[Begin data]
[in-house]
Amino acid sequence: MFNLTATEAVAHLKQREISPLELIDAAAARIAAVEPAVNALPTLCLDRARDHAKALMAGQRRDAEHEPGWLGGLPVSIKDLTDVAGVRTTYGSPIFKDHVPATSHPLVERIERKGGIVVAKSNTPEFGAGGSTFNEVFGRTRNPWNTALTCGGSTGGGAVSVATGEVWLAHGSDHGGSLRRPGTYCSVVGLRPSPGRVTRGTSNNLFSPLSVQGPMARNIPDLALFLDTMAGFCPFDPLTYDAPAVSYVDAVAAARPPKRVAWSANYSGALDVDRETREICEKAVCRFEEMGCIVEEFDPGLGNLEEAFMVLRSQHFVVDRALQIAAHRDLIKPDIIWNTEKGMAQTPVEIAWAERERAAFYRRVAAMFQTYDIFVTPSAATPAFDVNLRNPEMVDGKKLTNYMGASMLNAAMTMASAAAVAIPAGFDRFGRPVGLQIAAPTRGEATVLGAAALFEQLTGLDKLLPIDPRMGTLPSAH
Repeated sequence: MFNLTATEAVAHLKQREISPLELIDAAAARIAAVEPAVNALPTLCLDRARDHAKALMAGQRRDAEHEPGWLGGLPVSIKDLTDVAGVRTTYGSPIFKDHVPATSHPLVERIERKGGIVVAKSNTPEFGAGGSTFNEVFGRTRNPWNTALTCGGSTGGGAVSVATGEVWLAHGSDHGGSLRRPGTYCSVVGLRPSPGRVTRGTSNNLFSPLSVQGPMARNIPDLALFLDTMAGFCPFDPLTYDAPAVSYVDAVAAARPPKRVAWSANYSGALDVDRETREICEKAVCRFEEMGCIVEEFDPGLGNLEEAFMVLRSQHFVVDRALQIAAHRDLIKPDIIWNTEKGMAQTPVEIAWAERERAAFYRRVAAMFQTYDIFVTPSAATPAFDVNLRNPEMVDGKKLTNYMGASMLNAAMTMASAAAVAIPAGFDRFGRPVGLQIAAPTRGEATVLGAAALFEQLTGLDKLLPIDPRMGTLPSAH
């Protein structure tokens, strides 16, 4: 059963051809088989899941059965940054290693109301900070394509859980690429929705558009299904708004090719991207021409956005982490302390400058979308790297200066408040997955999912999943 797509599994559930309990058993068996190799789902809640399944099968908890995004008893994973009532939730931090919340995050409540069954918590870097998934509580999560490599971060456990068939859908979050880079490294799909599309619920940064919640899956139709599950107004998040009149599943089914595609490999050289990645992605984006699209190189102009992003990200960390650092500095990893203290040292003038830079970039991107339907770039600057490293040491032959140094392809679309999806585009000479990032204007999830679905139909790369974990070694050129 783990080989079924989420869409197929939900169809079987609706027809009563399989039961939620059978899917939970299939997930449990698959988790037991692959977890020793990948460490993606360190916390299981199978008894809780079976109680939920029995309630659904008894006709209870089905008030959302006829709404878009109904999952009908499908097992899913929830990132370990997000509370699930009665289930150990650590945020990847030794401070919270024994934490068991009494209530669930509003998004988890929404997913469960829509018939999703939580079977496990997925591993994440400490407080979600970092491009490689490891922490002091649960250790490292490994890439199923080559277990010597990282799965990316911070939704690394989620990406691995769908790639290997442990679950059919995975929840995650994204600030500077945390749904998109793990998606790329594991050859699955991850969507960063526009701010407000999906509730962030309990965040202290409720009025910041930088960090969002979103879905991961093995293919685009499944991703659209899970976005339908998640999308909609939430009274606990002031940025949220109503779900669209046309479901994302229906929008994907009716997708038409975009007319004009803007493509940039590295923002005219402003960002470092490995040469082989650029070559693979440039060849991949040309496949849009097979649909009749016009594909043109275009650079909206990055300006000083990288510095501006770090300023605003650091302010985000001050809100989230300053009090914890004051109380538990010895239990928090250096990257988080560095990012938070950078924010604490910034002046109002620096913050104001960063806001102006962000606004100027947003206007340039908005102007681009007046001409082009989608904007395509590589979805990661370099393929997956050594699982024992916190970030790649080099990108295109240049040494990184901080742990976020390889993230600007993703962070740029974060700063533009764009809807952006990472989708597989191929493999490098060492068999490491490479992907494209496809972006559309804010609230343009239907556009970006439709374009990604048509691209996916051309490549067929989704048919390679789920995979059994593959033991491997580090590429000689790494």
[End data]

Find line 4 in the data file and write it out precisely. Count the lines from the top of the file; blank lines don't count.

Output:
């Protein structure tokens, strides 16, 4: 059963051809088989899941059965940054290693109301900070394509859980690429929705558009299904708004090719991207021409956005982490302390400058979308790297200066408040997955999912999943 797509599994559930309990058993068996190799789902809640399944099968908890995004008893994973009532939730931090919340995050409540069954918590870097998934509580999560490599971060456990068939859908979050880079490294799909599309619920940064919640899956139709599950107004998040009149599943089914595609490999050289990645992605984006699209190189102009992003990200960390650092500095990893203290040292003038830079970039991107339907770039600057490293040491032959140094392809679309999806585009000479990032204007999830679905139909790369974990070694050129 783990080989079924989420869409197929939900169809079987609706027809009563399989039961939620059978899917939970299939997930449990698959988790037991692959977890020793990948460490993606360190916390299981199978008894809780079976109680939920029995309630659904008894006709209870089905008030959302006829709404878009109904999952009908499908097992899913929830990132370990997000509370699930009665289930150990650590945020990847030794401070919270024994934490068991009494209530669930509003998004988890929404997913469960829509018939999703939580079977496990997925591993994440400490407080979600970092491009490689490891922490002091649960250790490292490994890439199923080559277990010597990282799965990316911070939704690394989620990406691995769908790639290997442990679950059919995975929840995650994204600030500077945390749904998109793990998606790329594991050859699955991850969507960063526009701010407000999906509730962030309990965040202290409720009025910041930088960090969002979103879905991961093995293919685009499944991703659209899970976005339908998640999308909609939430009274606990002031940025949220109503779900669209046309479901994302229906929008994907009716997708038409975009007319004009803007493509940039590295923002005219402003960002470092490995040469082989650029070559693979440039060849991949040309496949849009097979649909009749016009594909043109275009650079909206990055300006000083990288510095501006770090300023605003650091302010985000001050809100989230300053009090914890004051109380538990010895239990928090250096990257988080560095990012938070950078924010604490910034002046109002620096913050104001960063806001102006962000606004100027947003206007340039908005102007681009007046001409082009989608904007395509590589979805990661370099393929997956050594699982024992916190970030790649080099990108295109240049040494990184901080742990976020390889993230600007993703962070740029974060700063533009764009809807952006990472989708597989191929493999490098060492068999490491490479992907494209496809972006559309804010609230343009239907556009970006439709374009990604048509691209996916051309490549067929989704048919390679789920995979059994593959033991491997580090590429000689790494």